Objective: To determine the impact of a parent education and behavior management intervention (PEBM) on the mental health and adjustment of parents with preschool children with autism.
Method: A randomized, group-comparison design involving a parent education and counseling intervention to control for nonspecific therapist effects and a control sample was used. Two metropolitan and two rural regions were randomly allocated to intervention groups (n = 70) or control (n = 35). The parents of consecutive children with autism (2(1/2)-5 years old) from the autism assessment services for the intervention regions were then randomly allocated to either a 20-week manual-based parent education and behavior management intervention (n = 35) or a manual-based parent education and counseling intervention (n = 35). The main outcome measure of parental mental health was the General Health Questionnaire used pre- and postintervention and at 6-month follow-up.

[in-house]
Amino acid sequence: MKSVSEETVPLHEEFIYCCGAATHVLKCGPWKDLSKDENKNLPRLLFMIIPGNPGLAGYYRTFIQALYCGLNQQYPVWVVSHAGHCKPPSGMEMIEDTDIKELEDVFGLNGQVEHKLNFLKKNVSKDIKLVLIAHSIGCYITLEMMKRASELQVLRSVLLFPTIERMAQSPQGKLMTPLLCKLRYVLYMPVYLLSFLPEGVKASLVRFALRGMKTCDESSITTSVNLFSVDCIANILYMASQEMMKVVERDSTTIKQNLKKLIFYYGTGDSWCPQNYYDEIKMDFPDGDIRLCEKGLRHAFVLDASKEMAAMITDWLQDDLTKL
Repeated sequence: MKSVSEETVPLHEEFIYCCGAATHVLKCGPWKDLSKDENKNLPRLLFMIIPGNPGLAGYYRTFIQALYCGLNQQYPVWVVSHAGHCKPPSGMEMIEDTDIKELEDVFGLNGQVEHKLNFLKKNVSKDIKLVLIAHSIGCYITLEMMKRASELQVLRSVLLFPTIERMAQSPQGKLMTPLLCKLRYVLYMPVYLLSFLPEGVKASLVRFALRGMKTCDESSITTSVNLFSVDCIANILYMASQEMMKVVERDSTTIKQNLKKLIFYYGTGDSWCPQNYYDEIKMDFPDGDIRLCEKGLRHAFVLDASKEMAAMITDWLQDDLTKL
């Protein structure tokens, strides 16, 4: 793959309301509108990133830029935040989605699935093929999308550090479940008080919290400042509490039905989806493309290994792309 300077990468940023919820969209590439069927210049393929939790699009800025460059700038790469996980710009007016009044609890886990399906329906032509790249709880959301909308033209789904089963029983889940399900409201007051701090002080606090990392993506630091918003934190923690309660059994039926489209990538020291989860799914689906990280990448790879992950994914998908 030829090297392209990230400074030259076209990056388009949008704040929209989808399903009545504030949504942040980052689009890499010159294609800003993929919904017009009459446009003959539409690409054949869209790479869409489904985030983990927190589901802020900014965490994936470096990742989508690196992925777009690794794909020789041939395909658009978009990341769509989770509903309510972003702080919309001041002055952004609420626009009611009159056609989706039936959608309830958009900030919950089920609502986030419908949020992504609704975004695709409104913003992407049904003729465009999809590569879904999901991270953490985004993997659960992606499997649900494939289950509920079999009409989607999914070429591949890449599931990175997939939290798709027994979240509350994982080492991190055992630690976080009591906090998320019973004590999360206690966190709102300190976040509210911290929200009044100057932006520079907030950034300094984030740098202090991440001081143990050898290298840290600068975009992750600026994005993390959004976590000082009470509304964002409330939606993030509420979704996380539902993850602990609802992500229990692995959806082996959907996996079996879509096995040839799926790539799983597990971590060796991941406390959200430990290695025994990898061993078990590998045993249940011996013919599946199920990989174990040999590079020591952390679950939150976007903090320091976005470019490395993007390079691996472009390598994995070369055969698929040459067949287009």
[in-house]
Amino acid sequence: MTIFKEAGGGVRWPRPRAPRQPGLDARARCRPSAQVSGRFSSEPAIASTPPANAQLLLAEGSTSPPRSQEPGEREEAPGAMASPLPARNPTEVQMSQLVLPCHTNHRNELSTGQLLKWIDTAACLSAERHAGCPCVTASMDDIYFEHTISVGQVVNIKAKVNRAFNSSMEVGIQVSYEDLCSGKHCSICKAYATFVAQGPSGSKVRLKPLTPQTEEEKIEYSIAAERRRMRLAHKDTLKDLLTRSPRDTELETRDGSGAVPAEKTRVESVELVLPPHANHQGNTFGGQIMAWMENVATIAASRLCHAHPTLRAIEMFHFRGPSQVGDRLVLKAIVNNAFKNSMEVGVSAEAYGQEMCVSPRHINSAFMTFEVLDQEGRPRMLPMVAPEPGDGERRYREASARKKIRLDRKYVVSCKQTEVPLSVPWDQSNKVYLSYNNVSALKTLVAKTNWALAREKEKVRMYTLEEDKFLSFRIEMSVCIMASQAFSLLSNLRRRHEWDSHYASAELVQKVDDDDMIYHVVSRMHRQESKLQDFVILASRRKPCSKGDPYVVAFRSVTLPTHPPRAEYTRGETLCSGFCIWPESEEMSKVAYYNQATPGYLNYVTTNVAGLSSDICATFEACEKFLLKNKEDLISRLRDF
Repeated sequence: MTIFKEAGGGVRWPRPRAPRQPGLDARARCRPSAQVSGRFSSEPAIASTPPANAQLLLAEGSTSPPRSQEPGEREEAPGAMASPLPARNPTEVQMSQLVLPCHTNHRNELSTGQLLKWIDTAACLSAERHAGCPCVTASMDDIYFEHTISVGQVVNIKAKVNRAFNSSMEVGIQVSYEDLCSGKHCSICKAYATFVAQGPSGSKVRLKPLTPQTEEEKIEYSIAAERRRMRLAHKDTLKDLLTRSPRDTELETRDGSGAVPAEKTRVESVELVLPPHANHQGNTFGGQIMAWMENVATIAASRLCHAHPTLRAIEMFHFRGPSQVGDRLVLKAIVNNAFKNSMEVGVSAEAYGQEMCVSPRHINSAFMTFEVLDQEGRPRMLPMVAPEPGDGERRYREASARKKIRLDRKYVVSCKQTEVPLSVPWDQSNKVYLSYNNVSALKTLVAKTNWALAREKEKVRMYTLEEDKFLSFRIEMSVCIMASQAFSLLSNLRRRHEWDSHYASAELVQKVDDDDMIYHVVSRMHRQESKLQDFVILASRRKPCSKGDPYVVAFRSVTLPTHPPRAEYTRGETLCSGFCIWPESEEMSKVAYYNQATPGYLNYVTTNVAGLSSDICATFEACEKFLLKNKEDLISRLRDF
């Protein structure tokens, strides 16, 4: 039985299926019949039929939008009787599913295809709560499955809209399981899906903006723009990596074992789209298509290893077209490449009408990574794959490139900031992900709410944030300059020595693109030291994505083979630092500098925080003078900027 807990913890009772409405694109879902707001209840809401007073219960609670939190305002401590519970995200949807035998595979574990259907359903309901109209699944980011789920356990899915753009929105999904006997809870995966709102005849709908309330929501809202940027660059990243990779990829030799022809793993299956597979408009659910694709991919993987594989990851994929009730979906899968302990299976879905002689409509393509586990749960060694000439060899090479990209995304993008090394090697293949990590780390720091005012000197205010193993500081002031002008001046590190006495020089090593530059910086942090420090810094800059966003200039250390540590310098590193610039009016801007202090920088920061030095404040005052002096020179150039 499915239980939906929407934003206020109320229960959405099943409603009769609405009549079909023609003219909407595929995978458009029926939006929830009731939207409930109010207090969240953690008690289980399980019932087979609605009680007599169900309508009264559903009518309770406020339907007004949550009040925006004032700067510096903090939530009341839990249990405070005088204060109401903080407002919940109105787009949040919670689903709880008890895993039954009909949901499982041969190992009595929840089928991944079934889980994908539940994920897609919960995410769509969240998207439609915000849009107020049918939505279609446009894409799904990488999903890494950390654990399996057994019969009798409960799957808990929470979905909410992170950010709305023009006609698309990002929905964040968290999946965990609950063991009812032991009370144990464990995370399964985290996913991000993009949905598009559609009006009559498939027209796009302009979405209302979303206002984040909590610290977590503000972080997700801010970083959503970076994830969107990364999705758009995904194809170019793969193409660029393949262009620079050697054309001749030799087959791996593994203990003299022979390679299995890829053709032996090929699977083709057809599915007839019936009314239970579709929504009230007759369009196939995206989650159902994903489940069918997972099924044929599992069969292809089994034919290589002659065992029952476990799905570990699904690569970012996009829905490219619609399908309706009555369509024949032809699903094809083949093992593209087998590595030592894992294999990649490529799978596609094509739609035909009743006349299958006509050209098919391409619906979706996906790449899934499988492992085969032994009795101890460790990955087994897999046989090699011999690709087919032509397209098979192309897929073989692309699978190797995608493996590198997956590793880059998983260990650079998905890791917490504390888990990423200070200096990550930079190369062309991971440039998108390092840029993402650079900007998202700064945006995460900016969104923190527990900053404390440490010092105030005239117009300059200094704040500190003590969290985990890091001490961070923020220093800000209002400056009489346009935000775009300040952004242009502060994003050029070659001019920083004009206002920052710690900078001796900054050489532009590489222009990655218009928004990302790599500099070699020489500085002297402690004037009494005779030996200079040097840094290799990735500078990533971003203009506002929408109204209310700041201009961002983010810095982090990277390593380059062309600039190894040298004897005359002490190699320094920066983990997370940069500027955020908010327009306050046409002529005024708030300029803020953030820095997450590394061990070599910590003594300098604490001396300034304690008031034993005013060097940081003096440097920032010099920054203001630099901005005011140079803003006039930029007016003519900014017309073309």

Results: Both treatments resulted in significant and progressive improvement in overall mental health at follow-up (F = 2, 97, p =.007) and mental health significantly improved over time in the 54% of principal caregivers who had the highest levels of mental health problems. The parent education and behavior management intervention was effective in alleviating a greater percentage of anxiety, insomnia, and somatic symptoms and family dysfunction than parent education and counseling at 6-month follow-up.
Conclusions: A 20-week parent education and skills training program for parents of young children newly diagnosed with autism provides significant improvements in parental mental health and adjustment, justifying its addition to early intervention programs at least for parents with mental health problems.